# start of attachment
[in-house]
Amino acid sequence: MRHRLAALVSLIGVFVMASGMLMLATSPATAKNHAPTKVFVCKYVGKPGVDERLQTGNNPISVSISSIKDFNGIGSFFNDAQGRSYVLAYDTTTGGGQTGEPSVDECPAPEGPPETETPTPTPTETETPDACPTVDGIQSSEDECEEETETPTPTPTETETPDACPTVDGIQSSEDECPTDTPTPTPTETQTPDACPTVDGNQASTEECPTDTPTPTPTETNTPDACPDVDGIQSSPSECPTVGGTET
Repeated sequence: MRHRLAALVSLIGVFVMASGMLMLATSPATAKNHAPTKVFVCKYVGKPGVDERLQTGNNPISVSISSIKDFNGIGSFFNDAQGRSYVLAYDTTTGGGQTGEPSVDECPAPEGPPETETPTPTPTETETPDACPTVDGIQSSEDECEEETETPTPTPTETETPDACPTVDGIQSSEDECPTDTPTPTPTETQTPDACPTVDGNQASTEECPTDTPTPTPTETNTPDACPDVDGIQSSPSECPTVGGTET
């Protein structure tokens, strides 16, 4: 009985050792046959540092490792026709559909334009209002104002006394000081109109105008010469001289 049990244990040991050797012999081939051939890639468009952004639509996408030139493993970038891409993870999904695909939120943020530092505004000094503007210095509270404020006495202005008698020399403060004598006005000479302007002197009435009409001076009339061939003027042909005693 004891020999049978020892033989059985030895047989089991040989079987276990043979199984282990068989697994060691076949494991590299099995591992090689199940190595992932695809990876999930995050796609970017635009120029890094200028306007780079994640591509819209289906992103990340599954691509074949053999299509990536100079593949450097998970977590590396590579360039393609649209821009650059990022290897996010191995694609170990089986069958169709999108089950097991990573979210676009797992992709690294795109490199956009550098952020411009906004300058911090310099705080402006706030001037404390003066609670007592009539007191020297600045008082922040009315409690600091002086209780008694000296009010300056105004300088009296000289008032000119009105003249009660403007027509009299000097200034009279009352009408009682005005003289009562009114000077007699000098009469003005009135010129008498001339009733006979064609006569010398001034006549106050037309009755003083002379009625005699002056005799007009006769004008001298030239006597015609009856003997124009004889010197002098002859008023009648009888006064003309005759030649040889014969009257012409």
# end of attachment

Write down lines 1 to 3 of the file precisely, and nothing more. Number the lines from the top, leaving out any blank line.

[in-house]
Amino acid sequence: MRHRLAALVSLIGVFVMASGMLMLATSPATAKNHAPTKVFVCKYVGKPGVDERLQTGNNPISVSISSIKDFNGIGSFFNDAQGRSYVLAYDTTTGGGQTGEPSVDECPAPEGPPETETPTPTPTETETPDACPTVDGIQSSEDECEEETETPTPTPTETETPDACPTVDGIQSSEDECPTDTPTPTPTETQTPDACPTVDGNQASTEECPTDTPTPTPTETNTPDACPDVDGIQSSPSECPTVGGTET
Repeated sequence: MRHRLAALVSLIGVFVMASGMLMLATSPATAKNHAPTKVFVCKYVGKPGVDERLQTGNNPISVSISSIKDFNGIGSFFNDAQGRSYVLAYDTTTGGGQTGEPSVDECPAPEGPPETETPTPTPTETETPDACPTVDGIQSSEDECEEETETPTPTPTETETPDACPTVDGIQSSEDECPTDTPTPTPTETQTPDACPTVDGNQASTEECPTDTPTPTPTETNTPDACPDVDGIQSSPSECPTVGGTET